By Oluwarotimi Adebayo The war on tobacco must be total. It must be waged on all fronts and with the same precision that the tobacco industry deploys to addict our youths to tobacco and circumvent tobacco control policies. All true stakeholders must be involved in blocking loopholes that the industry exploits to carry on business as usual. With the National Tobacco Control Act, 2015, and the National Tobacco Control Regulations, 2019 finally in place, the tobacco industry has set its sights on social media, paid TV, and other platforms that Nigeria’s tobacco control law and policies do not adequately capture.
Watching films and going to cinemas are two especially important fads for the youths. The average Nigerian youth likes watching films and following the lifestyles of music and film stars.
They want to translate what they watch on the screen into their own lives, believing that whatever their film or music idols do are right and perfect. The tobacco industry understands this strong influence of the movie and music industry and now exploits it to promote an alternative and false lifestyle. Tobacco companies now circumvent the Advertising Practitioners Council of Nigeria, APCON, Law of 2004 banning them from advertising tobacco products in the media through partnerships with government agencies to supposedly solve social problems. Because of this, the NTC Act 2015 and Regulations 2019 (NTC Act Part V and Regulations Part IV Section 6) that apply to the entertainment and media sectors in the country are observed in the breach. Scriptwriters import smoking scenes into their scripts and many films and music show so-called role models smoking and puffing smoke into the air when in actual fact such scenes are not relevant to the movie or music storyline. To address this malaise, the Nigerian government must begin engaging stakeholders in the entertainment sector who should understand better, that our impressionable youths are easily sold on images they see in the media, especially of supposedly ‘bright and rich’ actors and musicians that feature in such scenes.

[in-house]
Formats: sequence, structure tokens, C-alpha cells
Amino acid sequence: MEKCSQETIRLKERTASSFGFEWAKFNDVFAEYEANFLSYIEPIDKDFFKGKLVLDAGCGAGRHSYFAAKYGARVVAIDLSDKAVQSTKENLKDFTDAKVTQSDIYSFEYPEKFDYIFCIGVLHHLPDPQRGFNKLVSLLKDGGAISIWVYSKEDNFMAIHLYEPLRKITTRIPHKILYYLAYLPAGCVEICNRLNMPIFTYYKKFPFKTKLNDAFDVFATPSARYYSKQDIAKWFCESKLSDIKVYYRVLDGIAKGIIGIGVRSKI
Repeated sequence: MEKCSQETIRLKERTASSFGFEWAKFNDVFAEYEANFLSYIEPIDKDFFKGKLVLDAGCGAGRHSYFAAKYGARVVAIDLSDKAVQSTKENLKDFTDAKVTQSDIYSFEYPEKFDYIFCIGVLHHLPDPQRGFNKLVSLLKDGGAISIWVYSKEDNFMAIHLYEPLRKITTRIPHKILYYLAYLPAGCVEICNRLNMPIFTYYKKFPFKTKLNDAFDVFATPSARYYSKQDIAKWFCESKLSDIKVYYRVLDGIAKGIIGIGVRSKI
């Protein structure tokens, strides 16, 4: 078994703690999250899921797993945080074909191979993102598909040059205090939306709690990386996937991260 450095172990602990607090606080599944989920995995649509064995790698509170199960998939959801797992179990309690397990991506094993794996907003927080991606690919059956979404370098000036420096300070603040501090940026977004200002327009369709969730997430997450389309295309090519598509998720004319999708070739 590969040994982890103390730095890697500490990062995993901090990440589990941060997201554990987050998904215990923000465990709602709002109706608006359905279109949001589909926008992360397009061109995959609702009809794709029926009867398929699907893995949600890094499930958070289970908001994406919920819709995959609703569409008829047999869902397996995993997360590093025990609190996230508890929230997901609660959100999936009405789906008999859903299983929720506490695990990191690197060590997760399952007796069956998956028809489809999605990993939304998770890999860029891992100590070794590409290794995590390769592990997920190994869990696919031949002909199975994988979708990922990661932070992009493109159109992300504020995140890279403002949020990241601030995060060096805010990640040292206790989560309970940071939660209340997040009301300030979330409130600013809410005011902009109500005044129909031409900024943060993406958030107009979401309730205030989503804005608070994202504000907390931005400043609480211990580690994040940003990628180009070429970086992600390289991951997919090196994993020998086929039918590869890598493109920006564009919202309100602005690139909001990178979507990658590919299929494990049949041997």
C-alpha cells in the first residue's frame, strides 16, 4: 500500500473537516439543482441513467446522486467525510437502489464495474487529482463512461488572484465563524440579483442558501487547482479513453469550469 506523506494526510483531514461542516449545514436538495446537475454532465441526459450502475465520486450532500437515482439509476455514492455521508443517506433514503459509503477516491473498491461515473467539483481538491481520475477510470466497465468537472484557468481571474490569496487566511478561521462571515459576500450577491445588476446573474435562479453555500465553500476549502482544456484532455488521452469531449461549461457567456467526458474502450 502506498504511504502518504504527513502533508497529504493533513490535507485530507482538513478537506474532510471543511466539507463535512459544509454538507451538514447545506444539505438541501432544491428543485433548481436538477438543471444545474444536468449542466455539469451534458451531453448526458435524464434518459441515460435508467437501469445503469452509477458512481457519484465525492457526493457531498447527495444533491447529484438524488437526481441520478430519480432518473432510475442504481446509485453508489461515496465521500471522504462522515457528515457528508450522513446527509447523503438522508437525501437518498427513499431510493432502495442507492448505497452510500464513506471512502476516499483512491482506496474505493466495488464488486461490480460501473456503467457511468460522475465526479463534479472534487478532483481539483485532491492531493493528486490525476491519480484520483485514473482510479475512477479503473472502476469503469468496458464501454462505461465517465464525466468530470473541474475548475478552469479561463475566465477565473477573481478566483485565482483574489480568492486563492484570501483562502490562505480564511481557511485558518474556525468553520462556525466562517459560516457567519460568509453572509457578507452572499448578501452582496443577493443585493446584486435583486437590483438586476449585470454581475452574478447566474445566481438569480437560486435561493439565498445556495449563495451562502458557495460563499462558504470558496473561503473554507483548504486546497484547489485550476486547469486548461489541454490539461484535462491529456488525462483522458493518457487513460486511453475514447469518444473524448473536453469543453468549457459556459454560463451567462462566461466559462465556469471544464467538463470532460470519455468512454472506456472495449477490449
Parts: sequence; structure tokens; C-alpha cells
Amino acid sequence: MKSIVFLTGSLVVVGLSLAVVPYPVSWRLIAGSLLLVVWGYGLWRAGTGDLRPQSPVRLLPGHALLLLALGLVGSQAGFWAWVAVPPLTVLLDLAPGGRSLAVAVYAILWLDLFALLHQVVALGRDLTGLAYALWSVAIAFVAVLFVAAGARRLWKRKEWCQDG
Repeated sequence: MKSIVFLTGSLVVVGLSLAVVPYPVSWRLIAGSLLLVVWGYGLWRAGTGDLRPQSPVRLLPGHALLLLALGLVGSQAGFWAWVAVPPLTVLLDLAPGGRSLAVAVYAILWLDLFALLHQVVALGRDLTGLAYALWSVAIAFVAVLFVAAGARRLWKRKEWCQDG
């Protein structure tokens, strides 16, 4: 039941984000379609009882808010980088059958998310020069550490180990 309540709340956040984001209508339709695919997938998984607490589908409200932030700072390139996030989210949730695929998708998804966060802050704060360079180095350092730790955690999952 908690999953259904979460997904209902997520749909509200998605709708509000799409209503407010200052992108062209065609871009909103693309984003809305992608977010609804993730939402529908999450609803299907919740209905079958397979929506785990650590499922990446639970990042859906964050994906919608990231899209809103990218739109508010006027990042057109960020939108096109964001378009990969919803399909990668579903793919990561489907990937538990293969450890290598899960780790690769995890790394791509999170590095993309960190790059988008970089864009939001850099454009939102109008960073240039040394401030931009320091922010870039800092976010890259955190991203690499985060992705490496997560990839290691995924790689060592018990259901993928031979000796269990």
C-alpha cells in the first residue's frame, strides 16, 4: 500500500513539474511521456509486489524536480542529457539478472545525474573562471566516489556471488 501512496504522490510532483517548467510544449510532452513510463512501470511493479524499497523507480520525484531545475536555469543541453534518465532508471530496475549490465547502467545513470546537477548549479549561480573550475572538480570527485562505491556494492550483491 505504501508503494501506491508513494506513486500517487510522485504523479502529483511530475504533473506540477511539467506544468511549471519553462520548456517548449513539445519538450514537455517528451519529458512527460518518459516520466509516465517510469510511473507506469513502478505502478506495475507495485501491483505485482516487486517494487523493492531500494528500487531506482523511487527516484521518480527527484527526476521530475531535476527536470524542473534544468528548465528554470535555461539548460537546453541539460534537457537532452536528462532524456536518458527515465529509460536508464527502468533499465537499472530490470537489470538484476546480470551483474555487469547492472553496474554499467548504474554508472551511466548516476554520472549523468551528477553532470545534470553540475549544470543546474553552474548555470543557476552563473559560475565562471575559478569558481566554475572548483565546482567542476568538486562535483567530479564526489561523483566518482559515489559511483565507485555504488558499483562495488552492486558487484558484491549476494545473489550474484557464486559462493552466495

Studies have been conducted around the world that show smoking images have impressions on youth initiation into smoking. Images of music stars and actors are flickers that register on their minds, so it is important that we are careful what they see and hear. Beyond APCON, government must now engage movie and music producers, performers, scriptwriters and artistes in clusters to sign on to the campaign for it to make real impact. Research around the world has confirmed that tobacco advertisements, sponsorships and promotions are major influences for youths and others to initiate tobacco consumption. It is also important to engage the media in this fight since the industry is also using the advancement in technology, which is about information-on-the-go, to access and control what our youths see and imbibe. The media and the entertainment industry must be exposed to how insidious the tobacco industry is, in infiltrating their ranks as a step towards inflicting life-long damage on the lives of our youth. All hands must be on deck. Our youth are the future of our country and because they are at a stage where they are open to a lot of influences, it is important to begin to shape their lives now before they grow too formed with the wrong lifestyles and models. For our youth, tomorrow might be too late. The time to take up this battle is now!